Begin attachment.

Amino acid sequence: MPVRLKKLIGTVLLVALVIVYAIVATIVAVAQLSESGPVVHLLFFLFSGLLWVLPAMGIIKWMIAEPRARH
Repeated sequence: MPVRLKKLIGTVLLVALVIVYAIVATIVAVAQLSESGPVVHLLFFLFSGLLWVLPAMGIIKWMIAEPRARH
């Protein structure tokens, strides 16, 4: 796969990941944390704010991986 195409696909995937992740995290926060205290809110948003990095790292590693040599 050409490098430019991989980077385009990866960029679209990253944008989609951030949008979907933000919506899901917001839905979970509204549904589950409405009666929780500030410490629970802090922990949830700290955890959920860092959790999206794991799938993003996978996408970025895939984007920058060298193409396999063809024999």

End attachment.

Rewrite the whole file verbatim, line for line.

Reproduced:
Amino acid sequence: MPVRLKKLIGTVLLVALVIVYAIVATIVAVAQLSESGPVVHLLFFLFSGLLWVLPAMGIIKWMIAEPRARH
Repeated sequence: MPVRLKKLIGTVLLVALVIVYAIVATIVAVAQLSESGPVVHLLFFLFSGLLWVLPAMGIIKWMIAEPRARH
């Protein structure tokens, strides 16, 4: 796969990941944390704010991986 195409696909995937992740995290926060205290809110948003990095790292590693040599 050409490098430019991989980077385009990866960029679209990253944008989609951030949008979907933000919506899901917001839905979970509204549904589950409405009666929780500030410490629970802090922990949830700290955890959920860092959790999206794991799938993003996978996408970025895939984007920058060298193409396999063809024999």